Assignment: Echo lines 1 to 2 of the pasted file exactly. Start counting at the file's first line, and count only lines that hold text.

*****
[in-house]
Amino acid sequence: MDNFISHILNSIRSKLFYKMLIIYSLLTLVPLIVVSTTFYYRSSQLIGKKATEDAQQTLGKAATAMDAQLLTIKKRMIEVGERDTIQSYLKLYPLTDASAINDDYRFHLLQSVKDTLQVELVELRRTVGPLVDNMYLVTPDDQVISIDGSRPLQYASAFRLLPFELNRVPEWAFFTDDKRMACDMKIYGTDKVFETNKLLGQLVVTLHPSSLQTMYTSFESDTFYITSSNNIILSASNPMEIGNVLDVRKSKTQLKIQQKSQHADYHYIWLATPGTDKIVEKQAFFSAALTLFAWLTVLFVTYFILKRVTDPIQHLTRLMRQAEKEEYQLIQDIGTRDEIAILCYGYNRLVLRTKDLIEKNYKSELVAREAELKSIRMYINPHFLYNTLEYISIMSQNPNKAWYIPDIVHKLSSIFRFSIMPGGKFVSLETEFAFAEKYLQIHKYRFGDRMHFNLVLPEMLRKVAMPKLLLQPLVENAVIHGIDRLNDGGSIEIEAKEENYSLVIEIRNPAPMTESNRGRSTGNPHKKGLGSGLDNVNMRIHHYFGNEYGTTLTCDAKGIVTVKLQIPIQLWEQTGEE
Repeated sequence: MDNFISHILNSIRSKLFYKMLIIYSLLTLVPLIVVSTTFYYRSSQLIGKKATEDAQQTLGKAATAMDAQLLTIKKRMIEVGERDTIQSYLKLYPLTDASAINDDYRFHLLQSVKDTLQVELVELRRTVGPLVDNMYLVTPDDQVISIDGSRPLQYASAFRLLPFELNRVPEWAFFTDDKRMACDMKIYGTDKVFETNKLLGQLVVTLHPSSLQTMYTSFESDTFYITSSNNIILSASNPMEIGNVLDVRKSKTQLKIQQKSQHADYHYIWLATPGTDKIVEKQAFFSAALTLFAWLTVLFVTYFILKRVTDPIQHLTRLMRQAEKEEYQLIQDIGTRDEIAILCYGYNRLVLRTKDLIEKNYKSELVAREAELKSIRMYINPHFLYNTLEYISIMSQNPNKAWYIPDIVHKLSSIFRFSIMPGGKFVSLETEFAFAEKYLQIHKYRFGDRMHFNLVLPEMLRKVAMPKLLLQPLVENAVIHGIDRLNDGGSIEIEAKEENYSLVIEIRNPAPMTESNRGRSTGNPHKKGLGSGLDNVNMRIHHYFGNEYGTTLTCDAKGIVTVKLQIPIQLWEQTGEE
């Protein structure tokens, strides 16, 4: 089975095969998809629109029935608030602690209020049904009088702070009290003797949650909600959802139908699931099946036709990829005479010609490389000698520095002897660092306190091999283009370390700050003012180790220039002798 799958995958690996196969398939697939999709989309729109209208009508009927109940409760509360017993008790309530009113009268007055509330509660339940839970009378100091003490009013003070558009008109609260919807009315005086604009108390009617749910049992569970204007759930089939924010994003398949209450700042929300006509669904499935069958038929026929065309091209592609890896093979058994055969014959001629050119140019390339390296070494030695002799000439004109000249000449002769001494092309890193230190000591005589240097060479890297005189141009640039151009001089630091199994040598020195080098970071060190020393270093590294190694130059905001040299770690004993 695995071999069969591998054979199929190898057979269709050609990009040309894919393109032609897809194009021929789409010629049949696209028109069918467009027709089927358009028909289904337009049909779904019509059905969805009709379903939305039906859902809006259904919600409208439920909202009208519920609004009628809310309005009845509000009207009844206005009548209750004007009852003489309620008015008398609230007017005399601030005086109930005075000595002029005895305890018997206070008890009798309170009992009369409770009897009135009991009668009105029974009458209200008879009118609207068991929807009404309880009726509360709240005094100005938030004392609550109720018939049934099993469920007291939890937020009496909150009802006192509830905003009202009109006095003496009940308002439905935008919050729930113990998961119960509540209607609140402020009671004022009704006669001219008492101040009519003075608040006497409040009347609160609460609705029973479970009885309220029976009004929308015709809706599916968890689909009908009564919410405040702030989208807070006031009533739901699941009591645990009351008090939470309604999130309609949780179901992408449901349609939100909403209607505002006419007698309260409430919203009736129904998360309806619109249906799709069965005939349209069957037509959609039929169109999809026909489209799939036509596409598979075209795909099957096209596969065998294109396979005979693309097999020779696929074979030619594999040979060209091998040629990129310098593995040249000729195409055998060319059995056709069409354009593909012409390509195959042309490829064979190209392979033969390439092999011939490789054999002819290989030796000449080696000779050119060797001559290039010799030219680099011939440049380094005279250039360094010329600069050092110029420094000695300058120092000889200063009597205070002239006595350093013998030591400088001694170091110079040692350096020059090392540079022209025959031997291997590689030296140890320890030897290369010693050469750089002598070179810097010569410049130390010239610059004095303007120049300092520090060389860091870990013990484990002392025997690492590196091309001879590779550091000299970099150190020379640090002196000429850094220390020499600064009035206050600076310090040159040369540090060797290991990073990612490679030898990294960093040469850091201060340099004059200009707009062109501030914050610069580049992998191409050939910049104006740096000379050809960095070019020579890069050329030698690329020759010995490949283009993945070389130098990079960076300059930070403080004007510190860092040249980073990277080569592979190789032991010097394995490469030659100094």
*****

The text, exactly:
[in-house]
Amino acid sequence: MDNFISHILNSIRSKLFYKMLIIYSLLTLVPLIVVSTTFYYRSSQLIGKKATEDAQQTLGKAATAMDAQLLTIKKRMIEVGERDTIQSYLKLYPLTDASAINDDYRFHLLQSVKDTLQVELVELRRTVGPLVDNMYLVTPDDQVISIDGSRPLQYASAFRLLPFELNRVPEWAFFTDDKRMACDMKIYGTDKVFETNKLLGQLVVTLHPSSLQTMYTSFESDTFYITSSNNIILSASNPMEIGNVLDVRKSKTQLKIQQKSQHADYHYIWLATPGTDKIVEKQAFFSAALTLFAWLTVLFVTYFILKRVTDPIQHLTRLMRQAEKEEYQLIQDIGTRDEIAILCYGYNRLVLRTKDLIEKNYKSELVAREAELKSIRMYINPHFLYNTLEYISIMSQNPNKAWYIPDIVHKLSSIFRFSIMPGGKFVSLETEFAFAEKYLQIHKYRFGDRMHFNLVLPEMLRKVAMPKLLLQPLVENAVIHGIDRLNDGGSIEIEAKEENYSLVIEIRNPAPMTESNRGRSTGNPHKKGLGSGLDNVNMRIHHYFGNEYGTTLTCDAKGIVTVKLQIPIQLWEQTGEE